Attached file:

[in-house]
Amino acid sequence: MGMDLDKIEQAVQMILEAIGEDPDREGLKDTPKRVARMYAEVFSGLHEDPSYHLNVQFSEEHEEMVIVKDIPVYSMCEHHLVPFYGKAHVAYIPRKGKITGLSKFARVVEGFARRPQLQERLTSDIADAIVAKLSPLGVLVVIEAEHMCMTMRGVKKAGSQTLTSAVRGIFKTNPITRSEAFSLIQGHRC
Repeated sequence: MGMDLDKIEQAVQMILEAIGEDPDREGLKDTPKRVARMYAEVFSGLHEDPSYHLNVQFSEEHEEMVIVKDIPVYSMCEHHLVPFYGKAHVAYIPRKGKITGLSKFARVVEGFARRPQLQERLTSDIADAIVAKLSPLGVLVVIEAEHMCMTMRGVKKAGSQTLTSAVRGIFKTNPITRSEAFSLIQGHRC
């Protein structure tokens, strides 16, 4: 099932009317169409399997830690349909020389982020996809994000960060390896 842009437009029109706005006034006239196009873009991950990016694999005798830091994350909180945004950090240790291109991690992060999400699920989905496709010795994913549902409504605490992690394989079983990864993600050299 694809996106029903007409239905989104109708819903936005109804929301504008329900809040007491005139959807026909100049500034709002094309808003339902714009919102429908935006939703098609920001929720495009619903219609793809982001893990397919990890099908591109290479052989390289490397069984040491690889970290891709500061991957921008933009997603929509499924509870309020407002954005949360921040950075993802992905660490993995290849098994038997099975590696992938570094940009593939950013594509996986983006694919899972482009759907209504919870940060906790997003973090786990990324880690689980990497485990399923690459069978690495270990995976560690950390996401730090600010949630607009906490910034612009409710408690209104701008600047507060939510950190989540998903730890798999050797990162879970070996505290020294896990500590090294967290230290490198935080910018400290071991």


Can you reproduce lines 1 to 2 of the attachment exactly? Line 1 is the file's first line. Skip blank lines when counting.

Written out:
[in-house]
Amino acid sequence: MGMDLDKIEQAVQMILEAIGEDPDREGLKDTPKRVARMYAEVFSGLHEDPSYHLNVQFSEEHEEMVIVKDIPVYSMCEHHLVPFYGKAHVAYIPRKGKITGLSKFARVVEGFARRPQLQERLTSDIADAIVAKLSPLGVLVVIEAEHMCMTMRGVKKAGSQTLTSAVRGIFKTNPITRSEAFSLIQGHRC